Learning & development
Engagement & retention Intrinsic job satisfaction
Organisational Structures, Management and Procedures Reduced hierarchies and silos
Strengths-based career structure
Coaching style line management
Appraisals focused on learning and innovation
Simplified procedures
Improved workflow
Cost reduction
Better productivity
Engagement & retention
Improved workforce health
Co-Created Leadership & Employee Voice Openness and transparency
Emotionally intelligent behaviours
Visible leadership
Delegated decision-making
Representative participation
Strategic alignment
Better decision-making
Engagement and retention
The Fifth Element Creating synergy through alignment between the four elements – a system of mutually reinforcing practices

A culture of empowerment and innovation

Win-win outcomes for the organisation and its employees

The Essential Fifth Element

The Essential Fifth Element is our practical approach to workplace innovation and organisational change, grounded in extensive evidence and experience.

It has helped growing numbers of multinational companies, SMEs, third sector bodies and the public sector achieve tangible performance gains as well as improved working lives for employees.

Workplace Innovation for you

The Workplace Innovation Diagnostic®

Our employee survey is designed to give you an in-depth understanding of where change is needed and how to deliver it.

Unlike traditional engagement surveys, the Diagnostic focuses on evidence-based workplace practices associated with high performance, engagement and workforce health, and its results indicate specific actions at team, department, site and organisational levels.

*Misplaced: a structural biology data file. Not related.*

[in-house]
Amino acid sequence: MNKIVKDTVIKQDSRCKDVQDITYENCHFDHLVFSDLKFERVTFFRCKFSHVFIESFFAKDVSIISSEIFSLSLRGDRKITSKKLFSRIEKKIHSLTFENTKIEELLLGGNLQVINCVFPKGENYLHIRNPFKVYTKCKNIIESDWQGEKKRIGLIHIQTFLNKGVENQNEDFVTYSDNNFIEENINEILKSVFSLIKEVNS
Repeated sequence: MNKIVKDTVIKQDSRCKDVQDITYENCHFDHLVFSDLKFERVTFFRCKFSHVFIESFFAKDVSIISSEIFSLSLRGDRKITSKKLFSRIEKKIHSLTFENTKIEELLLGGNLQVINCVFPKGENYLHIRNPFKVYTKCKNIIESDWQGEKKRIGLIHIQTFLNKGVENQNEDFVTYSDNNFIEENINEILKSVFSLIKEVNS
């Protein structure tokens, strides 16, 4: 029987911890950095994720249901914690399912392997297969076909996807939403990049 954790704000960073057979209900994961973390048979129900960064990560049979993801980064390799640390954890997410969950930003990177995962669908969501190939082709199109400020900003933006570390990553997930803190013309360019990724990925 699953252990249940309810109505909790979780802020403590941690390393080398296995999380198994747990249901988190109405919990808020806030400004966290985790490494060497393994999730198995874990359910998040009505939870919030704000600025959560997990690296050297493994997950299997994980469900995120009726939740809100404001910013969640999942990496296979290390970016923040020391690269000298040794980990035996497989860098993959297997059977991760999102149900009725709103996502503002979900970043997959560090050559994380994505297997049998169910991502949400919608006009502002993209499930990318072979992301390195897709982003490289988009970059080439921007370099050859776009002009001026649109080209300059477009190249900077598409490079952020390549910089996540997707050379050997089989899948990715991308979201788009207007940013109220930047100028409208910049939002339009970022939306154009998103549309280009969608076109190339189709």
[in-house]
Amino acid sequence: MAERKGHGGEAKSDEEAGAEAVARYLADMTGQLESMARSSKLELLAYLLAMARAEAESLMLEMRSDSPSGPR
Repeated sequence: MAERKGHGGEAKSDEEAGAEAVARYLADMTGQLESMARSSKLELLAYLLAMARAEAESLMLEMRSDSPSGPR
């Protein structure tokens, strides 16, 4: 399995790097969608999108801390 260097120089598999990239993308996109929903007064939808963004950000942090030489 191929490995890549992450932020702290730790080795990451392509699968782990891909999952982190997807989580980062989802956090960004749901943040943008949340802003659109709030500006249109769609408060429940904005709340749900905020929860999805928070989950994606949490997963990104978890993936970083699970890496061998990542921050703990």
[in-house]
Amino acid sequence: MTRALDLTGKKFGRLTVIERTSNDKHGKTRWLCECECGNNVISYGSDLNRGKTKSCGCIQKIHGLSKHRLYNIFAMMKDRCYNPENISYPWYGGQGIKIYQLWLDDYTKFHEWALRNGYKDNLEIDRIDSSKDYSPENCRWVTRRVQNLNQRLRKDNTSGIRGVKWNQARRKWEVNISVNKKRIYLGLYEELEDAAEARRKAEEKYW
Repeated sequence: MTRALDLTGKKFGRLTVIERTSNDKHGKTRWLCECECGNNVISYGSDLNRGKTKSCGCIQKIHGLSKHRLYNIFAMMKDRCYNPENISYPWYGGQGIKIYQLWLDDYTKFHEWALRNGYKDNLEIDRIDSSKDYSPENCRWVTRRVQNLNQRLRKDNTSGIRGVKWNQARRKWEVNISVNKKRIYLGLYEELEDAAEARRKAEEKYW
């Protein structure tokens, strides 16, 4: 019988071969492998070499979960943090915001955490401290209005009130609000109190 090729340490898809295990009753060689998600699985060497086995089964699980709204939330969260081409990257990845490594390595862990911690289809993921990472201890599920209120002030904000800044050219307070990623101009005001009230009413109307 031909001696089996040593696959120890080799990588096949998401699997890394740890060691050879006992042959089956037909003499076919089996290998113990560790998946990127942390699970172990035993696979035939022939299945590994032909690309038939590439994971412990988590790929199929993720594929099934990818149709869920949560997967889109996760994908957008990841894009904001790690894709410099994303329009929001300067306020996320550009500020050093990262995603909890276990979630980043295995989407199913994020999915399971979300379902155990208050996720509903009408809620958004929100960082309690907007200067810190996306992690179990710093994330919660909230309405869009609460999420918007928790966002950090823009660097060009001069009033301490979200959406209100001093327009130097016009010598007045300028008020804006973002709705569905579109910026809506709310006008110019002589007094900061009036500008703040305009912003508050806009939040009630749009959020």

Discover Our Programmes

Our accredited Workplace Innovation Leadership Development and Change Management Programmes, together with our Short Courses, provide you with the knowledge, skills and practical resources to inspire and engage your people, and transform your team, department or entire organisation.

Join Fresh Thinking Labs

Fresh Thinking Labs is the international open-source network for workplace innovation. Connect with leading experts and practitioners online, access a unique range of resources, and take part in practically focused workshops and webinars.

We offer an abundance of free resources to help you discover more

FREE guide to Workplace Innovation


How do you build a high-performing organisation that is also a great place to work?

FREE Taster Diagnostic


Assess your organisation against twelve evidence-based workplace practices.

We have published several articles and chapters on workplace innovation

Book a free no obligation 30 minute consultation call with one of our experts to explore how Workplace Innovation can support you.

Natalie Wilkie